A journo who doesn’t have a strong opinion on anything. Truth, after all, is ‘'illusive’’

George Verghese

No energy for outdoor vacations

| Updated on March 09, 2018 Published on May 30, 2013


We were planning the customary summer vacation. With only a week’s leave on hand, I decided to confine the trip to the South. But where to? The one thing we were all agreed upon was to escape from the Chennai heat. The Blue Mountains (Nilgiris) is what came to my mind almost immediately. After all, I hadn’t been there in more than 30 years since completing a part of my schooling in Coonoor.

“Won’t Ooty be swarming with tourists this time of the year?” my wife frowned. That’s true. Back to Square One. I suggest Kotagiri, a small town away from the usual tourist circuit. I check with Mr Google. Seems a good place and I make a booking at Green Nest, a resort that looks inviting.

At Coimbatore station, my schoolmate Jayachandran is at hand to receive us. I had asked him to arrange a cab for drive uphill, but he offers his car instead. ‘’It will be good to have a car at your disposal,” he insists. “What about you then?” “No problem, there are three more at home,” he confesses. I instantly feel better and a lot happier. It’s indeed good to have a vehicle at your disposal.

At Mettuplayam Junction, we follow the signpost: Kotagiri, 30 km. The climb begins and the 1.9L Chevy Optra pulls effortlessly. The road is excellent. And, surprisingly, despite being holiday season, there is hardly any traffic. Is it because it is a weekday or are people cutting back on their travel plans due to the slowdown, I wonder, thinking if there is a story idea here.

But before I slip back to office, nature takes a hand. Eucalyptuses and pines play hide-and-seek with tea bushes. And there is a decided nip in the air. I sit back a and try to forget the traffic-dense, smoke ridden Chennai’s roads. The wife is lost in her thoughts. My daughter appears to be taking in the scenery but her mind, I am sure, is on the XII standard results ahead. Son is half-asleep.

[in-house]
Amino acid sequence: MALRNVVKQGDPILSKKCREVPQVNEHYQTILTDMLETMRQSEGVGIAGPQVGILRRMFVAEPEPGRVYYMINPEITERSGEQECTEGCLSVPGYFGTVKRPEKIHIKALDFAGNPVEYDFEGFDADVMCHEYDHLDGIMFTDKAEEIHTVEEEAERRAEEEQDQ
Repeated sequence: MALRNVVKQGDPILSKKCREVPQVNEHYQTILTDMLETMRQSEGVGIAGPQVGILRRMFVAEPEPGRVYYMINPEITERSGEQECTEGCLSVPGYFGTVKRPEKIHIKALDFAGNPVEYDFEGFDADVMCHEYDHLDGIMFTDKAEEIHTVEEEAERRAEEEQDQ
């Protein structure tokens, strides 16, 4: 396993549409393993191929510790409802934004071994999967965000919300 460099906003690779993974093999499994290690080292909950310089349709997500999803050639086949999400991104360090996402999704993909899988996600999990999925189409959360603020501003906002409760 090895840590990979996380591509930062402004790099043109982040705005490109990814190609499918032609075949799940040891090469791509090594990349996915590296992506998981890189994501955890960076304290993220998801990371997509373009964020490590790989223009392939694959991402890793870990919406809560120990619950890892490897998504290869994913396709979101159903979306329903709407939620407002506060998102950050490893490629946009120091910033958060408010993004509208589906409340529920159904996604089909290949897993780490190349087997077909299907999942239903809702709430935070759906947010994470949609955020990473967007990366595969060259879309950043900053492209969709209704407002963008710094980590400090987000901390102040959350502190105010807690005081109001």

In about half-an-hour we are in Kotagiri town and soon go off the main road. Reaching Riverside Public School, the first landmark for the resort, I call up the owner Ram Kumar, for directions. “It’s just 3 km further up,” he says. After a steep but quick climb, we are at Green Nest. The location is great, nestling amidst tea gardens and surrounded by hills. Ram is there to welcome us, his staff are quick to gather our luggage and show us to our room, which is large and well-furnished.

We move to the sit-out, from where the view is fabulous. We soak in the fresh mountain air. There is dew on the rose and birds we haven’t seen, and heard, in years, sparrows, bull-bulls and robins, are chirping around.

As evening sets in I move to the sit-out again with glass in hand. In the hills darkness descends swiftly and as I watch, the mist from the upper ranges slowly engulfs the valley. A breathtaking sight, I call out to my kids. “Just three more overs to go for the match to finish appa,” my daughter shouts back. Fine! Each to his/her joy. Anyway, my spirits are high, and the glass full again.

The road to Ooty winds round another peak some distance away, and I can see the flickering of headlights. Quite deserted, I think, for this time of the year. And, it’s inky dark now, the kind of darkness one never gets to see in cities. Again I call out to my teenagers to step out. There is no response, the TV is blaring out some Bollywood music.

The next day Ram has arranged for a 45-minute trek to the highest point. Accompanying us are two other couples and their four children. The climb is a little steep, but I am enjoying the challenge. “You could cross paths with gaurs, but they won’t harm,” Ram says reassuringly. Just 20 minutes into the trek, the kids begin to get restless. “Let’s go back, it is getting too tiring,” my son starts. Echo comes quickly from his new-found friends. “It’s hot… need some more water…our legs are aching..,” the chorus gets louder. And, in double-quick time we are back in our room.

Driving back to Coimbatore, I tell my wife, “This holiday was meant for the children, but looks like I enjoyed it more… Did we travel 600 km to the hills just to spend most of the time in the room watching TV?” “Most kids these day are the indoor types, you know,” she explains weakly. “Malls, multiplexes, food-courts and amusement parts are the fun places for them. They don’t have much patience or energy for the outdoors.”

I nod in agreement, and we are close to the foothills now. I step on the gas. “What’s the hurry, now,’’ wife wants to know. “To Fun Mall, the newest in Coimbatore,” I reply.

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Published on May 30, 2013
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